Friday, October 8, 2010

Museling (Not for the squeemish)

I made the switch to eating vegan for health reasons, but I find myself being drawn into an internal debate with myself about some animal issues. It was probably inevitable. Most books on Vegan eating are written first with the animals in mind, health secondary.

Recently, I have been introduced to an issue in the wool industry called "Museling." When I first read about it, I was pretty shocked. I never gave wearing wool much thought. I read "Farmer Boy" (By Laura Ingalls Wilder) when I was little, and heck, sheering sheep didn't sound like something bad! It sounded kinda fun! Certainly, it didn't seem like anything that would harm the sheep. I never gave it a thought.

Here is Wikapedia's definition of the process:

Mulesing is a skilled surgical task[1] that involves the removal of strips of wool-bearing skin from around the breech (buttocks) of a sheep to prevent flystrike in regions where it is common.

Hmm, that doesn't sound good. Now, here is a picture:

This is mulesing!

Umm, that really doesn't look good. At all.

Here are the top 10 wool exporters in the world:

Global woolclip (total amount of wool shorn) 2004/2005[26]
  1.  Australia: 25% of global woolclip (475 million kg greasy, 2004/2005)
  2.  China: 18%
  3.  New Zealand: 11%
  4.  Argentina: 3%
  5.  Turkey: 2%
  6.  Iran: 2%
  7.  United Kingdom: 2%
  8.  India: 2%
  9.  Sudan: 2%
  10.  South Africa: 1%
  11.  United States: 0.77%
Australia is #1. Australia had planned on no longer using the Museling method of fliestrike control at the end of 2010. It has changed its mind.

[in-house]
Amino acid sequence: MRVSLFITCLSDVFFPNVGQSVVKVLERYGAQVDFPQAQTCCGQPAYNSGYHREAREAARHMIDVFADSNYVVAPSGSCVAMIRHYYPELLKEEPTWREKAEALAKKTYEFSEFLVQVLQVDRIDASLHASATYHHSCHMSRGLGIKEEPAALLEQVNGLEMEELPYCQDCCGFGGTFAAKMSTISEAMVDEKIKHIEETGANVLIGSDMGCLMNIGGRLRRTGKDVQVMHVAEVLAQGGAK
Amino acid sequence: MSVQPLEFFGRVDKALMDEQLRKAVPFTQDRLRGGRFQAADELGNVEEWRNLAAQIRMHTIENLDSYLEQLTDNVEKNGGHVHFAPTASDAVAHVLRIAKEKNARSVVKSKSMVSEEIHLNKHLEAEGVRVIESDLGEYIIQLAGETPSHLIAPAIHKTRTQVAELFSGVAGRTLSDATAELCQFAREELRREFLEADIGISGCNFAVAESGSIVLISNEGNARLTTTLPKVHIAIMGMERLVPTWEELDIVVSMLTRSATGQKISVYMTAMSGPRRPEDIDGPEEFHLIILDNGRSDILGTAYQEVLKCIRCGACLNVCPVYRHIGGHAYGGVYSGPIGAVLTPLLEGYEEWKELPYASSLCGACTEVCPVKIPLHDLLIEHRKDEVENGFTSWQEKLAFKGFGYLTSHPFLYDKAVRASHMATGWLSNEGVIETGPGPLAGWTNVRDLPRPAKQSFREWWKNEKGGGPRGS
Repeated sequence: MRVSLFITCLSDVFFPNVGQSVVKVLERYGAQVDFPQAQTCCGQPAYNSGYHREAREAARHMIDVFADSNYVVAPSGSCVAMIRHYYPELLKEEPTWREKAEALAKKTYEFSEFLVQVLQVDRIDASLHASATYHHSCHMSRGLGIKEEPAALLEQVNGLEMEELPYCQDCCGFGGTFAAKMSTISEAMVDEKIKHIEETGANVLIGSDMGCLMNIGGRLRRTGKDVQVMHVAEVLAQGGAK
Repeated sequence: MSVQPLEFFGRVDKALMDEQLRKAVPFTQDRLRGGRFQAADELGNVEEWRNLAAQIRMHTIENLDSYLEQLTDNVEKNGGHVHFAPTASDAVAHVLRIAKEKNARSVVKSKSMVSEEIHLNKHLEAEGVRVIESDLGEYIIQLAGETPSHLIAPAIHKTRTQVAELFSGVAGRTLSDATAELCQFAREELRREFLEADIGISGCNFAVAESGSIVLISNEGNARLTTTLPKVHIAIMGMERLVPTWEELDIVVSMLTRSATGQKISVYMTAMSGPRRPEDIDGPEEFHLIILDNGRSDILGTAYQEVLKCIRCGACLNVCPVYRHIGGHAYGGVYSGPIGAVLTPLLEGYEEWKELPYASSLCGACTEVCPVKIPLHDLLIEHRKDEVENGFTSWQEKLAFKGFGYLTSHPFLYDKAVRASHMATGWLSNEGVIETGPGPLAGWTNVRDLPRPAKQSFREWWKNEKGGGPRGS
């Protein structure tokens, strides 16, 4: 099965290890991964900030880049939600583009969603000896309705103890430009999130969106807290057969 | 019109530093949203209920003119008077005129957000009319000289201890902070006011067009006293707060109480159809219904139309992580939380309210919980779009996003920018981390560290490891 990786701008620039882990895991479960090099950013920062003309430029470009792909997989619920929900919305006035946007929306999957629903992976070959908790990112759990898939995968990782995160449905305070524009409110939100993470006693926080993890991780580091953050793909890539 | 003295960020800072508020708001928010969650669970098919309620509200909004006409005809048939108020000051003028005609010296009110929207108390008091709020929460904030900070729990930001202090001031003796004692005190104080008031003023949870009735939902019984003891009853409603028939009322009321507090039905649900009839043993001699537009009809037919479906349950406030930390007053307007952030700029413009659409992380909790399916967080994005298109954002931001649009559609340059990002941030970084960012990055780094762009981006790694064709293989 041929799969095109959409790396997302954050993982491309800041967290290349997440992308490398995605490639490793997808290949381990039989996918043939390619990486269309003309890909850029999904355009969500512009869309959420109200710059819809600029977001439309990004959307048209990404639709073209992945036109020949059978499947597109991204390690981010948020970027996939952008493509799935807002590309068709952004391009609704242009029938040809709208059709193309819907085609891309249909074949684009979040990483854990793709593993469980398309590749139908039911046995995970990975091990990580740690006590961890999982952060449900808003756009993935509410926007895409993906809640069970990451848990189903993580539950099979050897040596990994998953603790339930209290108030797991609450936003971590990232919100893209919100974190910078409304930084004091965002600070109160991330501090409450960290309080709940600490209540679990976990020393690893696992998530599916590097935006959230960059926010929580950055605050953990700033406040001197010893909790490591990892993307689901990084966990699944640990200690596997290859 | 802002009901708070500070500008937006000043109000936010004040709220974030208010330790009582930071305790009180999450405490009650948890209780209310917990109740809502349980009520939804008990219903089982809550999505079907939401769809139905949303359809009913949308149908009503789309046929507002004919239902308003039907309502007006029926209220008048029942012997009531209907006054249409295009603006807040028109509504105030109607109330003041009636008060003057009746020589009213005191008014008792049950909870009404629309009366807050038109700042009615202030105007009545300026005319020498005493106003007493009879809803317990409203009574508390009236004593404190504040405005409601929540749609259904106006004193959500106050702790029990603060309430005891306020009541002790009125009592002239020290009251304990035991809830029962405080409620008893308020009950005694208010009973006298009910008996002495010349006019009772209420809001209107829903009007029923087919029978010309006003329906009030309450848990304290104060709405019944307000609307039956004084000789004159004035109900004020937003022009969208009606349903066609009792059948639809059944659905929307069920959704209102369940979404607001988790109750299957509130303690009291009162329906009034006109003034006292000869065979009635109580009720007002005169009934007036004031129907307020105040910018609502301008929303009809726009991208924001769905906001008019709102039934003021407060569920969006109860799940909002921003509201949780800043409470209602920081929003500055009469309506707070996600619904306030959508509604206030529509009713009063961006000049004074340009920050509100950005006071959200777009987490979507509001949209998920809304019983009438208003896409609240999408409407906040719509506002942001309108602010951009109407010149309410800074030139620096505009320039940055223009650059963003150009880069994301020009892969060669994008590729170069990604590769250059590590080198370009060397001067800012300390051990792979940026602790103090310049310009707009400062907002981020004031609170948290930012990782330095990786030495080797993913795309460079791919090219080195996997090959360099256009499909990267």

If you'd like more information, google it yourself, or start with

Sometimes, "I wish I didn't know now what I didn't know then." (Toby Keith)

1 comment:

  1. While I totally agree that museling without pain killers is unethical, I do have to say that a lot of merino sheep farmers in Australia do not worry about passing a "museling law". The reason is that they have developed a genetic breed of merinos that is not as wrinkley as the merinos in the past. The wrinkles were where the fly larve would burrough and cause many more deaths than the act of museling. Most museling takes place only in the merino breed, so to be safe, save your money and don't buy anything made of the expensive merino wool. The act of sheering is completely safe for sheep, in fact they go into a trance like state when sheering takes place. While flystrike was prominate in the 1800s, as that is when many merino sheep farms grew wrinkley sheep, many farmers like the ones you would read about, would not practice a form of museling...they would rather cut their losses to the handful they would lose to flystrike. So read on and enjoy Ms Ingalls tales. ;)